Even though many of us like working in our pajamas, with access to a kitchen full of our favorite foods and our loving pets within reach, there’s been a cost to COVID-related social distancing and the rise of remote work: a loss of social connection with our colleagues and coworkers. Recent research from Microsoft found that our professional networks have shrunk significantly and that our feelings of loneliness and isolation have increased since before the pandemic. The Great Resignation and all this “quiet quitting” may have multiple causes, but a sense of disconnection and disengagement is a big one.

That’s because social connection is the single biggest driver of our happiness and one of the biggest drivers of our engagement and productivity at work—and, yes, that’s true even for introverts. Building social connections at work doesn’t mean being besties with our colleagues. But when we can see our colleagues as human beings with their own goals and needs—the baseline of social connection—it makes achieving collective goals easier and helps each of us to feel valued, happy, and like we belong.

Given the mishmash of remote, hybrid, in-person-but-masked, and other environments we now operate in, the comfort we have in our aforementioned pajamas, and the embarrassment-inducing loss of social skills many of us experienced over the past few years, how do we rebuild these connections?

The power of “micromoments”

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First, it’s important to understand what drives social connection. While that sense of togetherness can come through extensive time together or grand gestures, research shows it is more often built through a series of “micromoments” that occur over time.

Think of a time when you felt in sync with another person at work, you felt connected and heard, and you both felt energized and enthusiastic in the conversation. Observing connections like this, you would see a physical mirroring of the two people—similar facial expressions, physical gestures, and tone of voice—and if you monitored more deeply, you would see the same parts of the brain activating together and the release of the connecting peptide oxytocin.

Positive psychology researcher Barbara Fredrickson calls this “positivity resonance,” and the teens in my house call it “vibing.” In her book Love 2.0, Fredrickson says this not only increases the energy of the interaction, but, more importantly, that shared experience builds a sense of emotional warmth, openness, trust, and mutual care.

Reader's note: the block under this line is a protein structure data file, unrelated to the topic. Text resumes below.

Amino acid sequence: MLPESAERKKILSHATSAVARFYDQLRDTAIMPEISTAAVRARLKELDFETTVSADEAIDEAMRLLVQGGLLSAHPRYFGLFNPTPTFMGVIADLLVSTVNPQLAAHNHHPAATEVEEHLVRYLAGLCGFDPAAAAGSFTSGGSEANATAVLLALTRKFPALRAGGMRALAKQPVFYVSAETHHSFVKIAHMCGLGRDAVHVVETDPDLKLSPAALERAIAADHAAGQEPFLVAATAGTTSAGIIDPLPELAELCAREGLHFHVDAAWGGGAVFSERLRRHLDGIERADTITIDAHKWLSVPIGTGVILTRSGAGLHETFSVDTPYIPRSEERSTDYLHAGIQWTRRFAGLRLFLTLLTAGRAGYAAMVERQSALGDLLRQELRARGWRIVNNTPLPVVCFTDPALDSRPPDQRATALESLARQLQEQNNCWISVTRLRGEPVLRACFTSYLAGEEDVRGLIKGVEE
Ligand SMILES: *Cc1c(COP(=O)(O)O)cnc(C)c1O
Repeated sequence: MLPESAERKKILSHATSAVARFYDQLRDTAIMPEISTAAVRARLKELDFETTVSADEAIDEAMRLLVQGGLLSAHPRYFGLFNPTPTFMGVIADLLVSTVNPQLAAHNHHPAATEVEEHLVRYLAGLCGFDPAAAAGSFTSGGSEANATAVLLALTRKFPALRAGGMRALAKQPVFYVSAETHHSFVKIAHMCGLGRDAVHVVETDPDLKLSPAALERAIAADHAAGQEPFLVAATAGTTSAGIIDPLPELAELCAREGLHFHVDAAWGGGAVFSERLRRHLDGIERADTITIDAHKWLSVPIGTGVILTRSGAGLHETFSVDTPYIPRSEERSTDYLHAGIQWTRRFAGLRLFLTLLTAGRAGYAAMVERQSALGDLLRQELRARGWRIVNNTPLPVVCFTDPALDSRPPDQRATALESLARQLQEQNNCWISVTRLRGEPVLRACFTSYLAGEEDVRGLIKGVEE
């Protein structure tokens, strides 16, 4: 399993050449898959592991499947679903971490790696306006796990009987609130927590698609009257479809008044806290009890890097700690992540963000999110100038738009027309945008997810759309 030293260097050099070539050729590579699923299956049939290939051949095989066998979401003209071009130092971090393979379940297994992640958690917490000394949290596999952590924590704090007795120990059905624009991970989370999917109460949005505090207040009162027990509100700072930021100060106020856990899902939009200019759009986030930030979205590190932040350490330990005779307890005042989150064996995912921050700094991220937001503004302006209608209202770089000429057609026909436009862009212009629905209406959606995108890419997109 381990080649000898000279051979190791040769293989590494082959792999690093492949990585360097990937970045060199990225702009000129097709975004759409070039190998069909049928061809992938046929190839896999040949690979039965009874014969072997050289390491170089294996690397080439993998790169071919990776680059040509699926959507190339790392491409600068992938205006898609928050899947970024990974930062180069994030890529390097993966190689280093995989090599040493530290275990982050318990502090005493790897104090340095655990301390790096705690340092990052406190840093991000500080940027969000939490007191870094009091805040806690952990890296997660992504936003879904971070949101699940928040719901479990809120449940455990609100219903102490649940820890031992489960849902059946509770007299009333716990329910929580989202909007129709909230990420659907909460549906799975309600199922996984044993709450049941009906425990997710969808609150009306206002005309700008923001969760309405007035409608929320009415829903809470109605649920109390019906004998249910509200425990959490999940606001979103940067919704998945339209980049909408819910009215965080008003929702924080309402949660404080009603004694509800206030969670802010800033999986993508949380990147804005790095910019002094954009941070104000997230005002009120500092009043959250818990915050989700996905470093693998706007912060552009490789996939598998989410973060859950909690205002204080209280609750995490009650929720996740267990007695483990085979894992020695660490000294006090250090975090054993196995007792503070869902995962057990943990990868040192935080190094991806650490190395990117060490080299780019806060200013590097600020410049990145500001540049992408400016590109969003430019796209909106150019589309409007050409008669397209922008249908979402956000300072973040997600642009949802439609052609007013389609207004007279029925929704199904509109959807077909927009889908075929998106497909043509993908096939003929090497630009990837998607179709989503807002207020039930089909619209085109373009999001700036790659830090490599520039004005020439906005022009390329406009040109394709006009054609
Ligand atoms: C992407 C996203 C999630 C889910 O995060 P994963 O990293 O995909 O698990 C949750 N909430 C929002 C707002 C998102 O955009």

Research has shown that regularly experiencing these micromoments of connection is essential to individual flourishing and team effectiveness. They increase our learning behaviors, cognitive function, creativity, engagement, commitment, and performance. These short interactions leave us with a renewed sense of energy and vitality, ready to tackle whatever comes next.

Plus, it is these small experiences of synchrony that are the building blocks of strong relationships. They can help expand your network of connections and build stronger friendships at work.

Micromoments of connection don’t need to take much time and don’t require deep personal knowledge—a quick moment of eye contact, a couple-minute conversation about a fun weekend activity or important relationship, a shared challenge or celebration, or a bit of appreciation will do.

How to create more micromoments

How do we increase the number of these micromoments of connection in our workday?

This essay is adapted from Put Happiness to Work: 7 Strategies to Elevate Engagement for Optimal Performance (McGraw Hill, 2021, 288 pages).

Be intentional. Consciously look for opportunities to create micromoments of connection. In-person workers regularly move through a sea of people—when we arrive at our workplace, on our way to meetings or lunch, during shift changes, or even as we take a bathroom break, we are in close proximity to our coworkers—but we are often so focused on the next thing on our to-do list or checking our phones that we completely ignore them. Take advantage of these opportunities.

Remote workers have fewer opportunities to run into coworkers in the hallway or chat after a meeting, so informal information sharing and learning about one another doesn’t happen without concerted effort. But the opportunities are there: before a video meeting starts, in casual interactions on Slack, or when kicking off a one-on-one call. You can schedule informal Zoom lunch dates with colleagues who aren’t nearby to simply catch up. While you can’t force these micromoments to happen, you can create opportunities for them no matter your work situation.

Get into connection mode. Take a few seconds at the beginning of any interaction to get into connecting mode. Take a couple deep breaths to center yourself, and ask yourself:  What can I learn from this person or people? How can I help them? How can I show up as a human and share a little more about myself, instead of jumping straight to tasks?